When the going gets tough, be that helping hand to your friend and let them know you’ll be there for them.
In case you didn’t know, October is mental health awareness month, which is fitting given how prevalent mental health issues are in Philippine society. According to the World Health Organization (WHO), the Philippines has the third highest rate of mental health problems in the Western Pacific Region, translating to millions of Filipinos who struggle with their mental health. And the thing about it is that mental health can come in many forms. Sometimes, someone who is struggling mentally may not even show it. This is where friendships come in.
Aside from the family, friends can play an important part in helping people deal with their mental well-being. Even as simple as asking your friend how they are doing can begin an important conversation. So, if you want to help a friend who is struggling mentally or just want to be there in their down days, here are some helpful tips.
MAKE THEM KNOW YOU’LL BE THERE FOR THEM
It’s important to know that you can’t change people overnight. It can often take time for someone to be in the right place mentally. But what you can do is to let them know that you’ll be there for them. Take their feelings seriously and remind your friend that they are cared for and will not be alone in this journey. Dealing with mental health can often be a lonely experience, so letting your friend know you’re there for them is a solid first step. Be open and listen to what they have to say. Your job is to be there for them, which is enough to mean the world for some people.
LET THEM KNOW THEIR STRUGGLE IS NOT A BURDEN
Your friend may be hesitant to open up about their concerns because they might be ashamed or feel that they don’t want to burden people with them. But that is far from the case. Let your friends know that what they are going through is not a hindrance to you. Reassure them that what they are going through is valid.
Validating their feelings can help them feel seen and heard or that their concerns aren’t being brushed aside. They might even open up in their own way without being pushed to do so. The last thing you want to do is to tell them that they are overreacting or making things uncomfortable.
BE HONEST WITH THEM
As a friend, you’re there to be their rock and support. But you also have to be honest with them regarding what they are going through. You don’t want to sugarcoat things to the point where you end up lying to your friend. Of course, this doesn’t mean you should bring them down, but speak truthfully in a way only friends can. Keep it real and respectful.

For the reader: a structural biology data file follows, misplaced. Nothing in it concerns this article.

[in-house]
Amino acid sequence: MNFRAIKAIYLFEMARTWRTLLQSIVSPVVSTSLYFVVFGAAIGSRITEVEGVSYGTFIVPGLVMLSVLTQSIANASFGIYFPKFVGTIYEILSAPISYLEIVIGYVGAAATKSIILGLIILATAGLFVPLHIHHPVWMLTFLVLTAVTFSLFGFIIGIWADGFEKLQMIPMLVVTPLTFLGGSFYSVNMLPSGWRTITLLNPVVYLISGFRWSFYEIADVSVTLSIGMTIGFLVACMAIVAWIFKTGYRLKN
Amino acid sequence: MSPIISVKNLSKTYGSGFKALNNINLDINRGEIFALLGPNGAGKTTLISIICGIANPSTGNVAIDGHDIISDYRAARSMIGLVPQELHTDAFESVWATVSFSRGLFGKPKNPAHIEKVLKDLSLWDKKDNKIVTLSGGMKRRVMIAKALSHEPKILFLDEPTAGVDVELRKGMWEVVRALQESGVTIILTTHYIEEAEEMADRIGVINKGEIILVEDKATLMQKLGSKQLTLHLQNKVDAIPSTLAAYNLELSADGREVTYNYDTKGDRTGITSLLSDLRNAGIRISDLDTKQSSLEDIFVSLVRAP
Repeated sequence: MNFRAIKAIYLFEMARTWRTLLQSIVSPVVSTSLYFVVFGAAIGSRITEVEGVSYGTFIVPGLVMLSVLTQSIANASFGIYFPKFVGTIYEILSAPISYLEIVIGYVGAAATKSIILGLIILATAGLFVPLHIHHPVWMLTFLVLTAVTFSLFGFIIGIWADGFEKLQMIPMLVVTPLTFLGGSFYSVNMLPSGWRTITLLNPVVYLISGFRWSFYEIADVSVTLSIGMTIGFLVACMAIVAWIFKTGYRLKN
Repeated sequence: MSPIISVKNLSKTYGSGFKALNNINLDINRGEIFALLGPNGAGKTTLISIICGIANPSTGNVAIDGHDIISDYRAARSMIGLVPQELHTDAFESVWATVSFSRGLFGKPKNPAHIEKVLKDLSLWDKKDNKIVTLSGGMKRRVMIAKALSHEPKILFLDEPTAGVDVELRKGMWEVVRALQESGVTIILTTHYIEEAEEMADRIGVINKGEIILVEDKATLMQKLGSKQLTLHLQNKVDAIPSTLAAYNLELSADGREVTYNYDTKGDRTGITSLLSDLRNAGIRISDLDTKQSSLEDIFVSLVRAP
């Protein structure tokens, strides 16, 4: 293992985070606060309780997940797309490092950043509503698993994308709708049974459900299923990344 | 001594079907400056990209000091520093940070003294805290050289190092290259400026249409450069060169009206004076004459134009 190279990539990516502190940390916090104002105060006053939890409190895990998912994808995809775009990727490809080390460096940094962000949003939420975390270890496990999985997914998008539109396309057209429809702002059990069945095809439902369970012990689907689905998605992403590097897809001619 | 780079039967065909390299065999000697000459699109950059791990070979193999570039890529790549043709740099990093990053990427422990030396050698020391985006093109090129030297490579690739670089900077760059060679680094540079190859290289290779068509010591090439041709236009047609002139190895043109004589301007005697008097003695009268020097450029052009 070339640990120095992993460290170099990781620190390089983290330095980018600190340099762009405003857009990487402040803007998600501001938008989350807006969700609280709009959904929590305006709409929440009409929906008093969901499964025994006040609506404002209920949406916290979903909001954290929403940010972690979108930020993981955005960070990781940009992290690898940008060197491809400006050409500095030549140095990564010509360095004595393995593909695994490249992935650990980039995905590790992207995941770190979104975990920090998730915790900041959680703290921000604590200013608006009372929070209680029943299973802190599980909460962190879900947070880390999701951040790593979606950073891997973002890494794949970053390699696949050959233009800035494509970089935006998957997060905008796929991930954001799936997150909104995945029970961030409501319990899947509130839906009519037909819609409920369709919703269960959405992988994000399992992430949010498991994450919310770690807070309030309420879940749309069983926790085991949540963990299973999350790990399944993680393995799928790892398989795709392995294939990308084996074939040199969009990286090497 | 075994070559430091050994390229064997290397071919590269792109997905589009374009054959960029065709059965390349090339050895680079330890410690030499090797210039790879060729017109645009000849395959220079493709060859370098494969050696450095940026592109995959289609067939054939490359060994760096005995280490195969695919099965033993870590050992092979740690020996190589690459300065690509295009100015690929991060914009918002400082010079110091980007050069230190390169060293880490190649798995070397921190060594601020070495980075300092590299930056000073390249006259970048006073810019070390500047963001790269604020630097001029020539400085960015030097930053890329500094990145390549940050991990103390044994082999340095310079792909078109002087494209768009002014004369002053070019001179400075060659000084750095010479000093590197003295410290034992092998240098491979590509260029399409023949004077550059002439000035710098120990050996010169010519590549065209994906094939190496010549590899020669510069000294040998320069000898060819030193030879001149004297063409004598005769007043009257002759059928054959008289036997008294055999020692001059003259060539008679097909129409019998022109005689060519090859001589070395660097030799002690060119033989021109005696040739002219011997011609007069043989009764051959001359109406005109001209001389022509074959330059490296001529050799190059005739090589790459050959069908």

BE THE FIRST ONE TO REACH OUT
If your friend doesn’t open up to you, you can be the one to reach out or start the conversation. And it doesn’t have to hit directly at the issue. A simple “How are you today?” or “I’ve noticed that you’ve been down these past few days. Are you okay?” is enough to get the ball rolling. Reaching out first might make them feel more comfortable opening up. Ask them how you can help or what support they need, and listen to what they have to say.
And if they are having a hard time opening up to you in a casual setting, have a proper conversation and set a time and place to discuss it. But it’s important to respect their boundaries and give them the space they need given how personal it can get. If they feel uncomfortable talking about certain topics, then change the subject. Don’t pressure them to open up to you when they don’t feel like it.
RESEARCH ON WHAT YOUR FRIEND IS GOING THROUGH
Unless you’re a licensed professional, you cannot diagnose what your friends are going through. This is why it’s important to educate yourself and do your research on what your friend is going through. Mental health is a complex and delicate issue, so you won’t know how to help your friend if you don’t know what they are going through. Not only will you be informed on your friend’s situation, but you can also use the knowledge to help other people in your life. A well-meaning friend is an educated friend.
HELP THEM GET SUPPORT
Aside from being a shoulder to lean on, you can also be there to help them get the support they need. Ask them what they need from you, whether it be mundane tasks or professional help. You can even accompany them to their professional counseling sessions if they would prefer your company there. Even simple gestures like helping them with regular tasks or household chores can be enough support. But it’s important to remember that you are not there to control them, dictate their life, or push them to do something they don’t want to do.
REMEMBER TO LOOK AFTER YOURSELF
Seeing your friend go through down days can be tough. But remember that caring for their well-being doesn’t mean you should neglect yours. You alone are not responsible for your friend’s well-being nor should you beat yourself up when they feel down. There are so many things going on with your friend’s life, and you are just a part of it, so be patient and don’t burden yourself with the weight of guilt. Be there for your friend, but be there for yourself as well. This is a journey, not a sprint.